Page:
The New Bedford Whaling Museum in Massachusetts sends “Yankee Baleeiros! The Shared Legacies of Luso and Yankee Whalers” to SF’s Maritime Museum.
There is a largely unknown story to be told about how Yankee whaling ships contributed to the diaspora of the Lusophone (Portuguese-speaking) communities in the Atlantic. Today three million Americans are their descendents, including a sizeable contingent here in California.
“Yankee Baleeiros! The Shared Legacies of Luso and Yankee Whalers” tells that story through art, photography and historical narrative in a new, admission-free exhibit at the Maritime Museum (part of the San Francisco Maritime National Historical Park). As explained in the exhibit text, this is a “compelling yet under-appreciated story that highlights the significant Lusophone contribution to the cultural heritage of the U.S.” (Baleeiros is Portuguese for whalers.)
The exhibit comes to us from the New Bedford Whaling Museum in Massachusetts (on the picturesquely named Johnny Cake Hill), established in 1903 and now the world’s foremost whaling museum. The panels are part of the New Bedford collection; other whaling-related materials, belonging to the National Park Service, are housed here at the Maritime Museum.
As far back as the mid-18th century, whaling vessels leaving the port of New Bedford that were light on crew would sail across the Atlantic Ocean and when they stopped for supplies in the Azores (islands in the North Atlantic that form an autonomous region of Portugal), Cape Verde (300 miles off the coast of West Africa) and Brazil, they’d pick up sailors, too. When they walloped around Cape Horn (where, to quote the old sea chanteys, “you wish to God you’d never been born”) to California, many seamen jumped ship in San Francisco to join the Gold Rush. (Ship’s captains were therefore urged to bypass California and go straight to Hawaii.) Once the Gold Rush was over, the immigrants turned to dairy farming, fishing and other trades. “The story we want to tell is how whaling is tied to some of the beginnings of these communities,” says Christina Connett, curator of collections and exhibitions at the New Bedford Museum. She was in San Francisco over the summer to set up the touring exhibit, which will continue on to San Diego. “For communities like New Bedford [dubbed the Portuguese Ellis Island] and San Francisco, there was already a Portuguese-speaking community by the time the Industrial Revolution began,” she explains, “so then women and children and more men came over to join the already established communities.”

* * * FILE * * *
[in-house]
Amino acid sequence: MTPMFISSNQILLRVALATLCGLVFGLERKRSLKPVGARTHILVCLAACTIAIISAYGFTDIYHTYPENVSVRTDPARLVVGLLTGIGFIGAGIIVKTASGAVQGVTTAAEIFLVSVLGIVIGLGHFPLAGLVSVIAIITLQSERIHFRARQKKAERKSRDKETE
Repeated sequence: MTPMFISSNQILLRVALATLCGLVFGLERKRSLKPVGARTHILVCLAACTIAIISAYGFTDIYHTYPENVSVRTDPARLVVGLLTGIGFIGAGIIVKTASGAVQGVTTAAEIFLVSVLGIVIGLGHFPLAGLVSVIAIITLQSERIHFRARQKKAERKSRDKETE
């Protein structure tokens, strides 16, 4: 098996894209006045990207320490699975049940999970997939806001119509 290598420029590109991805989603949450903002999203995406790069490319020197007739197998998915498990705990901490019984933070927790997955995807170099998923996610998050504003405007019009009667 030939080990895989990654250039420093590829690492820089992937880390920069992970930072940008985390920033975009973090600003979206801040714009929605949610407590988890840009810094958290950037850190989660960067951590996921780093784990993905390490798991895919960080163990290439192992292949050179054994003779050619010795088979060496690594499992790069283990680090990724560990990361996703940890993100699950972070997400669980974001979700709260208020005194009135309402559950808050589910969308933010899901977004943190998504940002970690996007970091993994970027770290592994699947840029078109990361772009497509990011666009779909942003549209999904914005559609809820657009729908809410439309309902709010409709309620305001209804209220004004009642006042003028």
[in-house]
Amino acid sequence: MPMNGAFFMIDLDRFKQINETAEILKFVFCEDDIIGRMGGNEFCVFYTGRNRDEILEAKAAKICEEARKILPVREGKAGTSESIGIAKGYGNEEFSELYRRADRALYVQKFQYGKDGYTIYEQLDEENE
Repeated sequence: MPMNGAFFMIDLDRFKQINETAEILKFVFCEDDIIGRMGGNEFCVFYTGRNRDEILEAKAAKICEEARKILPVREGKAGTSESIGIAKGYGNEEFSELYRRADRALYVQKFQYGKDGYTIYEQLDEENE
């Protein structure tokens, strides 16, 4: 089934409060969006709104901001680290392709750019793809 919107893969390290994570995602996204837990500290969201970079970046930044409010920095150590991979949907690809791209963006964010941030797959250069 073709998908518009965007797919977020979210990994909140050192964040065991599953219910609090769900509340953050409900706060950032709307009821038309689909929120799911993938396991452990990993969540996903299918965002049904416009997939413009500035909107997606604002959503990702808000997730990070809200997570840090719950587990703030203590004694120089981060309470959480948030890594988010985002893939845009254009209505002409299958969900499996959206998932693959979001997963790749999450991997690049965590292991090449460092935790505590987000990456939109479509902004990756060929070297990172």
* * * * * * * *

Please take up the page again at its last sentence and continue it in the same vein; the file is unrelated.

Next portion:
Before proceeding upstairs to the exhibit, you’ll want to linger in the lobby, with its stunning view of the bay. The hulking, singed stern of the Niantic resides here. The whaler was hauled ashore during the Gold Rush and repurposed as a saloon; it was burned to the mudline during the 1851 San Francisco fire. A glass case displays 50- to 60-year-old scrimshaw, delicate and intricate illustrations carved or engraved on whale bones and teeth. To fill idle hours while waiting for a whale to show up, sailors invented this folk craft.